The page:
Football doesn't need music.
It doesn’t need it in the pubs. It doesn’t need it pumping through Premier League players headphones. Football doesn’t need national anthems or classic rock hits backing slick TV montages. It doesn’t in any way require music, but take it away and what have you got? The grunts and groans of 75,000 people lurching into a giant stadium to witness the escapades of a wee white ball.
Music and Football - they never did need each other, but they always got on great at parties. How does Coldplay become cool when it accompanies slow-mo footage of a winning free-kick? And how does the man kicking the ball suddenly transform into a demi-god, saviour of all mankind? (Here's looking at you James McFadden!)
These days it seems impossible to imagine football without its extensive musical surround. For well over a decade, most football clubs in the UK have employed music supervisors to oversee the pre and post-match musical content. The nature of that content is carefully considered to not only enliven the sporting drama but hopefully present satisfying alignments with the socio-political concerns of the club’s fans. Hibernian’s affiliation with the music of the Leith brethren The Proclaimers, being an obvious example.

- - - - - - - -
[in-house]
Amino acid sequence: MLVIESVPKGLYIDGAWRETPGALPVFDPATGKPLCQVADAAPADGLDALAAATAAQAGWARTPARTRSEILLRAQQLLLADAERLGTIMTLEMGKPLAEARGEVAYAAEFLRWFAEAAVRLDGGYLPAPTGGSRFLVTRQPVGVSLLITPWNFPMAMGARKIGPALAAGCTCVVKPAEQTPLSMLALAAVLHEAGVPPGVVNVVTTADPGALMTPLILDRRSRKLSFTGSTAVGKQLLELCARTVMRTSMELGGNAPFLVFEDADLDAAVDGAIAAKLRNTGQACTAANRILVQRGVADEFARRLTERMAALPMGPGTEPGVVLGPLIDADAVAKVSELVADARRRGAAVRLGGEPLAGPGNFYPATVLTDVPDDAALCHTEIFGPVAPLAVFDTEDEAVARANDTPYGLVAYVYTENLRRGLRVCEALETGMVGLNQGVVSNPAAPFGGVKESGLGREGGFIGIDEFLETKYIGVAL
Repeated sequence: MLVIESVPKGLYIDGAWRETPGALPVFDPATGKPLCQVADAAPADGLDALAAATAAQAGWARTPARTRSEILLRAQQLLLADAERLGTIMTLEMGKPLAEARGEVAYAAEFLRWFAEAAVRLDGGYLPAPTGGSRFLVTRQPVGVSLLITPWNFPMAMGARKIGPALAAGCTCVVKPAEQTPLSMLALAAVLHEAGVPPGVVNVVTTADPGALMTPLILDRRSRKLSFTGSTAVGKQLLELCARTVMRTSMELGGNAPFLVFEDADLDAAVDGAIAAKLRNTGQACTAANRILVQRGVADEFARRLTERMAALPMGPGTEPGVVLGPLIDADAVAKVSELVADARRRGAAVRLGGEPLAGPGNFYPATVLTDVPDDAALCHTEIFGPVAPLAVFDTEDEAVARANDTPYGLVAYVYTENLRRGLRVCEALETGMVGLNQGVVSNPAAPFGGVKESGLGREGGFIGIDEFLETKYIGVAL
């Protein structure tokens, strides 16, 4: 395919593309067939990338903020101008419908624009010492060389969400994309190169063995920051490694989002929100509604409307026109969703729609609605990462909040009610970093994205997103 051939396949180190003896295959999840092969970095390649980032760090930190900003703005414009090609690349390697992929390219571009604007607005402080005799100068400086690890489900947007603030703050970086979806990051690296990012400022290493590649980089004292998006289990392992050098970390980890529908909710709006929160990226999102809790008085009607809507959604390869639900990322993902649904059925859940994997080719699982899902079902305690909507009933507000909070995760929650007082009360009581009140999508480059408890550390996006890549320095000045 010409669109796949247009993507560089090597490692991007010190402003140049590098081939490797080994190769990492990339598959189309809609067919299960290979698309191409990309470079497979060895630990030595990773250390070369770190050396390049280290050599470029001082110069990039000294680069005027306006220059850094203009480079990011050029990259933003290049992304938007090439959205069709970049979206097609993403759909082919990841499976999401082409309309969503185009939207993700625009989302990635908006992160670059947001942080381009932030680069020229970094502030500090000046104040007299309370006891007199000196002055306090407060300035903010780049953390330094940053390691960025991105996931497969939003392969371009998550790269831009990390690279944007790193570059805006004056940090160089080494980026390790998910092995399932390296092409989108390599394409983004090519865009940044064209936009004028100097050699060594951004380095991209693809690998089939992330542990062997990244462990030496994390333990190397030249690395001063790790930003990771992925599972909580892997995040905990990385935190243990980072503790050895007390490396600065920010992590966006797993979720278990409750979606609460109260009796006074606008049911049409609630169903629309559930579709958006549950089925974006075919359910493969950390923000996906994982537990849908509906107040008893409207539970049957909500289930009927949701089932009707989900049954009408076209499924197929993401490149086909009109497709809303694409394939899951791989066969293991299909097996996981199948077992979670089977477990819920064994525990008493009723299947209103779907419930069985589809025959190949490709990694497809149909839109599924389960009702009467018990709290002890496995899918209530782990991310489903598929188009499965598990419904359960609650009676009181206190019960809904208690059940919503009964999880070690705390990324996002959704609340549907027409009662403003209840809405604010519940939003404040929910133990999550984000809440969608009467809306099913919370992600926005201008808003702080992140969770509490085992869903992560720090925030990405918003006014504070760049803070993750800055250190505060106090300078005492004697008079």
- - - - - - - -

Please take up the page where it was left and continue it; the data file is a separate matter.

It's always interesting to note the various public figures, pop stars, celebs and politicians associated with any given football team. You could almost correlate from those individuals the kind of music that might feature over the stadium tannoy in the pre-match build up, (Brings to mind Leicester City players running out to ‘Fire’ by beloved Leicesterite rockers, Kasabian). Fans and clubs instinctively know they need to sing from the same hymn sheet and establish a united musical front, so to speak. In doing so they enforce all kinds of borders, spiritual and otherwise which, in the territorial world of football, is no small thing.
Football is an ever changing landscape and within it Music is following a similar path. For example, in my home of Scotland, the aforementioned Proclaimers favourite ‘500 Miles’ has been cast aside as the scoring song for the national football team, with 90s dance hit ‘Bits N Pieces’ by Artemesia winning a poll and instantly becoming a Scottish Football anthem.
Speaking of Scottish Football – listen to my score for the award-winning landmark BBC series ‘Scotland’s Game’ which covers the last 30 years of Scottish football – and keep your ears open for how music is used in today's Scottish Cup Final between Celtic and Aberdeen!
In short, Football doesn’t need music but it certainly couldn’t do without it.